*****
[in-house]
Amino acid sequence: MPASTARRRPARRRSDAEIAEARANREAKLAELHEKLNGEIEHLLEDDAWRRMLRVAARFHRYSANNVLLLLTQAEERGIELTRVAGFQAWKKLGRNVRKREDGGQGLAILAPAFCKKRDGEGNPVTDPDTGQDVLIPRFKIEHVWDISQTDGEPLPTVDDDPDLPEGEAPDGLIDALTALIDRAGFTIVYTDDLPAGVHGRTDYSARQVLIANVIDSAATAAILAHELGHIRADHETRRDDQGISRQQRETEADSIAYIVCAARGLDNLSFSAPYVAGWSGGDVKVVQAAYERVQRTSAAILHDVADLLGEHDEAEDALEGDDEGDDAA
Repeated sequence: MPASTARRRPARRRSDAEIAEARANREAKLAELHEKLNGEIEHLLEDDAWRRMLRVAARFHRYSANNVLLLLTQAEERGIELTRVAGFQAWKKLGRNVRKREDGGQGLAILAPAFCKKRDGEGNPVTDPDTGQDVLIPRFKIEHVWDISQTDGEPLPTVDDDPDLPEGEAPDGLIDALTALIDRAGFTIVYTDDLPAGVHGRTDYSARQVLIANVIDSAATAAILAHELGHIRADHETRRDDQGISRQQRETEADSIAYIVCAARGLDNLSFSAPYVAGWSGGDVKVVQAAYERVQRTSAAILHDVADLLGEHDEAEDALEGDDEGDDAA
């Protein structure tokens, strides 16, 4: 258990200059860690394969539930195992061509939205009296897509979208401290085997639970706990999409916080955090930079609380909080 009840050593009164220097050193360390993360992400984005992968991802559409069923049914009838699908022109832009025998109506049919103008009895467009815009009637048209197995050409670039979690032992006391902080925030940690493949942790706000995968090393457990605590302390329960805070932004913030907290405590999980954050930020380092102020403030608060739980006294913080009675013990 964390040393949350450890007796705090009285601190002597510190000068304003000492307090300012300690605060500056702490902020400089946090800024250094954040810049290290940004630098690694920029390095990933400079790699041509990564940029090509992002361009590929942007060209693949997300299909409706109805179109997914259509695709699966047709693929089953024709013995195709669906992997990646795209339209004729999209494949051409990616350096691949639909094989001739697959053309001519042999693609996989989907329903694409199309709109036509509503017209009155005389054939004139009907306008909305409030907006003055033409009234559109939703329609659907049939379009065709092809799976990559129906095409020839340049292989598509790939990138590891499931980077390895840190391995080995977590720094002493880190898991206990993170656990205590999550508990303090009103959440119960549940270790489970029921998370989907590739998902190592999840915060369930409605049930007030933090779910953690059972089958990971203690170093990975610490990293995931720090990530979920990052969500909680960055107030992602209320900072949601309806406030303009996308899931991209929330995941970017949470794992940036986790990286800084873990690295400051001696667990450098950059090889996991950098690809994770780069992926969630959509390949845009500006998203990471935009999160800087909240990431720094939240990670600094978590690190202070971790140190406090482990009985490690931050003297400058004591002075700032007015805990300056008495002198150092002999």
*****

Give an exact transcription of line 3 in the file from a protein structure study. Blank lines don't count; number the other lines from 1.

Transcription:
Repeated sequence: MPASTARRRPARRRSDAEIAEARANREAKLAELHEKLNGEIEHLLEDDAWRRMLRVAARFHRYSANNVLLLLTQAEERGIELTRVAGFQAWKKLGRNVRKREDGGQGLAILAPAFCKKRDGEGNPVTDPDTGQDVLIPRFKIEHVWDISQTDGEPLPTVDDDPDLPEGEAPDGLIDALTALIDRAGFTIVYTDDLPAGVHGRTDYSARQVLIANVIDSAATAAILAHELGHIRADHETRRDDQGISRQQRETEADSIAYIVCAARGLDNLSFSAPYVAGWSGGDVKVVQAAYERVQRTSAAILHDVADLLGEHDEAEDALEGDDEGDDAA